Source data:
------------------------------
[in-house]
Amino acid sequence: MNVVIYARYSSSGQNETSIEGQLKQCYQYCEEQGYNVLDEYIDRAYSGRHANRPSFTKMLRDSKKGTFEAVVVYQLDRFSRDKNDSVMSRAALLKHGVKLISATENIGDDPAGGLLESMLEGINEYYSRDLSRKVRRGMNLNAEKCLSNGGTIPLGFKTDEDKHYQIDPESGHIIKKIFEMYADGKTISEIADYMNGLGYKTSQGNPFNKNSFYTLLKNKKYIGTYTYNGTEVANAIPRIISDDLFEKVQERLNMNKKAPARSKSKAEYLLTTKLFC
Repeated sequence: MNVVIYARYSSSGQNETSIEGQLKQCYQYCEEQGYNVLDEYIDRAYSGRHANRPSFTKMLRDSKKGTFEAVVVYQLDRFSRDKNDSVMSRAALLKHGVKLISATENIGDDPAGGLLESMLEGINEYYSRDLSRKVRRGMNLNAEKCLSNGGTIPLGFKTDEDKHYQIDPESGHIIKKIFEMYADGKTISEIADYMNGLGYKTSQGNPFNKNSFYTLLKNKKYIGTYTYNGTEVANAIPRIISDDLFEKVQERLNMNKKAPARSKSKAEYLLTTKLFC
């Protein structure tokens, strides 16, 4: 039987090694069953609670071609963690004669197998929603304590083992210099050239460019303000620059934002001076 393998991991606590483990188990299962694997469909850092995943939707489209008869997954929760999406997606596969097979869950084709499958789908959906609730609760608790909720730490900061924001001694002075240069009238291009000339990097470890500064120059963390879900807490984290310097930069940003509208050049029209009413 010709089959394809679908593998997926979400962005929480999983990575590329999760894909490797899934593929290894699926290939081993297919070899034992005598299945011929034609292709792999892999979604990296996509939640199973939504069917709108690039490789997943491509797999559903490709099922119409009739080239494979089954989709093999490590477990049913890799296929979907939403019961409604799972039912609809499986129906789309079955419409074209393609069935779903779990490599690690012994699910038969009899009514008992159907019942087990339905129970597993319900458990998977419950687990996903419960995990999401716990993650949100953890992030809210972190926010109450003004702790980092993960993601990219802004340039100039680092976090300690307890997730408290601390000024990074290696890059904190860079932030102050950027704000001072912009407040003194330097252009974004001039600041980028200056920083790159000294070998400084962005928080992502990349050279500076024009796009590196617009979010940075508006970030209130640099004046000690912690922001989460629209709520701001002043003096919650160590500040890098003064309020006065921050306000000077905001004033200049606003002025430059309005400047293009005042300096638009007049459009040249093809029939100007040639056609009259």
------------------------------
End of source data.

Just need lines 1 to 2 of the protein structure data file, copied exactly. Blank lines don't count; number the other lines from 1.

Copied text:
[in-house]
Amino acid sequence: MNVVIYARYSSSGQNETSIEGQLKQCYQYCEEQGYNVLDEYIDRAYSGRHANRPSFTKMLRDSKKGTFEAVVVYQLDRFSRDKNDSVMSRAALLKHGVKLISATENIGDDPAGGLLESMLEGINEYYSRDLSRKVRRGMNLNAEKCLSNGGTIPLGFKTDEDKHYQIDPESGHIIKKIFEMYADGKTISEIADYMNGLGYKTSQGNPFNKNSFYTLLKNKKYIGTYTYNGTEVANAIPRIISDDLFEKVQERLNMNKKAPARSKSKAEYLLTTKLFC